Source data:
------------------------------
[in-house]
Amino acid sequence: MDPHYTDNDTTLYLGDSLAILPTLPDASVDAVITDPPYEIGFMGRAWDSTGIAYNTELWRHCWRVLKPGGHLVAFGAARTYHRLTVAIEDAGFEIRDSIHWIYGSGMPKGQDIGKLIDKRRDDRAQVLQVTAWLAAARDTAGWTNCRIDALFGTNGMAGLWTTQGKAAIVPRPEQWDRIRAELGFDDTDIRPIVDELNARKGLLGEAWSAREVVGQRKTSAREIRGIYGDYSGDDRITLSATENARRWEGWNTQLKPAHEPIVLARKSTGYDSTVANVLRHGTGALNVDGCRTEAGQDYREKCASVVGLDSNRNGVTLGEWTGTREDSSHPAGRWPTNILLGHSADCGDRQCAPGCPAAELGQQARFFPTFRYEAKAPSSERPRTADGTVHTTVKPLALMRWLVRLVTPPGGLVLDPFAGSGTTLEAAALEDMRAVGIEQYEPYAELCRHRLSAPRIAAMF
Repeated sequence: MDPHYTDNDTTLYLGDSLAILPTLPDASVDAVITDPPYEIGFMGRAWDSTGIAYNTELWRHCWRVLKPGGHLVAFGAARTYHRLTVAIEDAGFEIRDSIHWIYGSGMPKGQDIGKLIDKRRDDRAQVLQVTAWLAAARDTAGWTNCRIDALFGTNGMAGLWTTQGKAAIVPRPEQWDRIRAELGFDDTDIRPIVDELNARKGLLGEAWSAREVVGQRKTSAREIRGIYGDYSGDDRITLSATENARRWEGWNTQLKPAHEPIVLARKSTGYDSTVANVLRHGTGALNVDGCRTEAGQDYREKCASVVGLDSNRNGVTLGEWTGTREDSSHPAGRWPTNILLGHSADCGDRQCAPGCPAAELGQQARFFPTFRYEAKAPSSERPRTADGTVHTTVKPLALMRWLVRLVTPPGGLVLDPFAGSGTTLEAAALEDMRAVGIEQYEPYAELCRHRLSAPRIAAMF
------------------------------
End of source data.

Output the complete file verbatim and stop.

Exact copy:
[in-house]
Amino acid sequence: MDPHYTDNDTTLYLGDSLAILPTLPDASVDAVITDPPYEIGFMGRAWDSTGIAYNTELWRHCWRVLKPGGHLVAFGAARTYHRLTVAIEDAGFEIRDSIHWIYGSGMPKGQDIGKLIDKRRDDRAQVLQVTAWLAAARDTAGWTNCRIDALFGTNGMAGLWTTQGKAAIVPRPEQWDRIRAELGFDDTDIRPIVDELNARKGLLGEAWSAREVVGQRKTSAREIRGIYGDYSGDDRITLSATENARRWEGWNTQLKPAHEPIVLARKSTGYDSTVANVLRHGTGALNVDGCRTEAGQDYREKCASVVGLDSNRNGVTLGEWTGTREDSSHPAGRWPTNILLGHSADCGDRQCAPGCPAAELGQQARFFPTFRYEAKAPSSERPRTADGTVHTTVKPLALMRWLVRLVTPPGGLVLDPFAGSGTTLEAAALEDMRAVGIEQYEPYAELCRHRLSAPRIAAMF
Repeated sequence: MDPHYTDNDTTLYLGDSLAILPTLPDASVDAVITDPPYEIGFMGRAWDSTGIAYNTELWRHCWRVLKPGGHLVAFGAARTYHRLTVAIEDAGFEIRDSIHWIYGSGMPKGQDIGKLIDKRRDDRAQVLQVTAWLAAARDTAGWTNCRIDALFGTNGMAGLWTTQGKAAIVPRPEQWDRIRAELGFDDTDIRPIVDELNARKGLLGEAWSAREVVGQRKTSAREIRGIYGDYSGDDRITLSATENARRWEGWNTQLKPAHEPIVLARKSTGYDSTVANVLRHGTGALNVDGCRTEAGQDYREKCASVVGLDSNRNGVTLGEWTGTREDSSHPAGRWPTNILLGHSADCGDRQCAPGCPAAELGQQARFFPTFRYEAKAPSSERPRTADGTVHTTVKPLALMRWLVRLVTPPGGLVLDPFAGSGTTLEAAALEDMRAVGIEQYEPYAELCRHRLSAPRIAAMF